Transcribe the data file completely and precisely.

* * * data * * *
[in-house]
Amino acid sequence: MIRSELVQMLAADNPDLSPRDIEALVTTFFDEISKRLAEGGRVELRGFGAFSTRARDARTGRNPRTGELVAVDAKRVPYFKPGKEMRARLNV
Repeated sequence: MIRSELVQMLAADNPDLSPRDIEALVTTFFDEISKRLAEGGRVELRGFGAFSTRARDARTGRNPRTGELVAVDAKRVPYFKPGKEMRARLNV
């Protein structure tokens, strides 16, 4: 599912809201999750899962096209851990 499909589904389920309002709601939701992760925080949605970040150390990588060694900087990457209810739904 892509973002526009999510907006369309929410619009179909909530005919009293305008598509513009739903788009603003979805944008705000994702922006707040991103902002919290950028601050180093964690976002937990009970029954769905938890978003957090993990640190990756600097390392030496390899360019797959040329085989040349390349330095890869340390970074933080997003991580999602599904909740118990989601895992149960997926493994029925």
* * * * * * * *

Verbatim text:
[in-house]
Amino acid sequence: MIRSELVQMLAADNPDLSPRDIEALVTTFFDEISKRLAEGGRVELRGFGAFSTRARDARTGRNPRTGELVAVDAKRVPYFKPGKEMRARLNV
Repeated sequence: MIRSELVQMLAADNPDLSPRDIEALVTTFFDEISKRLAEGGRVELRGFGAFSTRARDARTGRNPRTGELVAVDAKRVPYFKPGKEMRARLNV
């Protein structure tokens, strides 16, 4: 599912809201999750899962096209851990 499909589904389920309002709601939701992760925080949605970040150390990588060694900087990457209810739904 892509973002526009999510907006369309929410619009179909909530005919009293305008598509513009739903788009603003979805944008705000994702922006707040991103902002919290950028601050180093964690976002937990009970029954769905938890978003957090993990640190990756600097390392030496390899360019797959040329085989040349390349330095890869340390970074933080997003991580999602599904909740118990989601895992149960997926493994029925």